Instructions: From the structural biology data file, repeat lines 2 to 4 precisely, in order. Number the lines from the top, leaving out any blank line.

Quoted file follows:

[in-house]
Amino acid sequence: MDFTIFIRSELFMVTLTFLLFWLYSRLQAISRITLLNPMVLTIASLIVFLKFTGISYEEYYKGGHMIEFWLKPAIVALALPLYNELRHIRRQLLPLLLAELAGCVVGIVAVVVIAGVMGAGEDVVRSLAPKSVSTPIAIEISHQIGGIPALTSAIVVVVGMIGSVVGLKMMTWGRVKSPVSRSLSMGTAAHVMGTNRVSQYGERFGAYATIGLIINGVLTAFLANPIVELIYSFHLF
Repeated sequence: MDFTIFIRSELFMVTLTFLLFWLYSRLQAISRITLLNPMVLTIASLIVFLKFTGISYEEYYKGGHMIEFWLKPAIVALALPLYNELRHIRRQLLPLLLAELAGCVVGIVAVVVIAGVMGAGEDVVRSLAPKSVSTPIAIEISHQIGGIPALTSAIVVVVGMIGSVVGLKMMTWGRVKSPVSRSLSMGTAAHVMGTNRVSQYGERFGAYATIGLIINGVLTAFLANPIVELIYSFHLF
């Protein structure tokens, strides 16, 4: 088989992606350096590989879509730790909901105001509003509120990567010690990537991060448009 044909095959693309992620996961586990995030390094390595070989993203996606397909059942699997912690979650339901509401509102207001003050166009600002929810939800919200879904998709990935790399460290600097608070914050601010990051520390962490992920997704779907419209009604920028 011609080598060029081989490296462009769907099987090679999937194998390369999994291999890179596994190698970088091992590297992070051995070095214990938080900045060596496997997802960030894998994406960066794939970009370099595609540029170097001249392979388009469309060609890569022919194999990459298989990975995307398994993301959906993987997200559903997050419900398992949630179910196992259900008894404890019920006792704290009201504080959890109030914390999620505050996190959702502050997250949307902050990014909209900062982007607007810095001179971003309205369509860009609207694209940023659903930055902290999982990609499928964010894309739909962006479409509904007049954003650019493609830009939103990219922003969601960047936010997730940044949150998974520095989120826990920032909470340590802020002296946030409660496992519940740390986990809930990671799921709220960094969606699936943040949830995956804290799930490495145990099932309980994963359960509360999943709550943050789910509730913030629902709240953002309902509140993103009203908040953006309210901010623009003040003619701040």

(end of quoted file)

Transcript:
Amino acid sequence: MDFTIFIRSELFMVTLTFLLFWLYSRLQAISRITLLNPMVLTIASLIVFLKFTGISYEEYYKGGHMIEFWLKPAIVALALPLYNELRHIRRQLLPLLLAELAGCVVGIVAVVVIAGVMGAGEDVVRSLAPKSVSTPIAIEISHQIGGIPALTSAIVVVVGMIGSVVGLKMMTWGRVKSPVSRSLSMGTAAHVMGTNRVSQYGERFGAYATIGLIINGVLTAFLANPIVELIYSFHLF
Repeated sequence: MDFTIFIRSELFMVTLTFLLFWLYSRLQAISRITLLNPMVLTIASLIVFLKFTGISYEEYYKGGHMIEFWLKPAIVALALPLYNELRHIRRQLLPLLLAELAGCVVGIVAVVVIAGVMGAGEDVVRSLAPKSVSTPIAIEISHQIGGIPALTSAIVVVVGMIGSVVGLKMMTWGRVKSPVSRSLSMGTAAHVMGTNRVSQYGERFGAYATIGLIINGVLTAFLANPIVELIYSFHLF
């Protein structure tokens, strides 16, 4: 088989992606350096590989879509730790909901105001509003509120990567010690990537991060448009 044909095959693309992620996961586990995030390094390595070989993203996606397909059942699997912690979650339901509401509102207001003050166009600002929810939800919200879904998709990935790399460290600097608070914050601010990051520390962490992920997704779907419209009604920028 011609080598060029081989490296462009769907099987090679999937194998390369999994291999890179596994190698970088091992590297992070051995070095214990938080900045060596496997997802960030894998994406960066794939970009370099595609540029170097001249392979388009469309060609890569022919194999990459298989990975995307398994993301959906993987997200559903997050419900398992949630179910196992259900008894404890019920006792704290009201504080959890109030914390999620505050996190959702502050997250949307902050990014909209900062982007607007810095001179971003309205369509860009609207694209940023659903930055902290999982990609499928964010894309739909962006479409509904007049954003650019493609830009939103990219922003969601960047936010997730940044949150998974520095989120826990920032909470340590802020002296946030409660496992519940740390986990809930990671799921709220960094969606699936943040949830995956804290799930490495145990099932309980994963359960509360999943709550943050789910509730913030629902709240953002309902509140993103009203908040953006309210901010623009003040003619701040």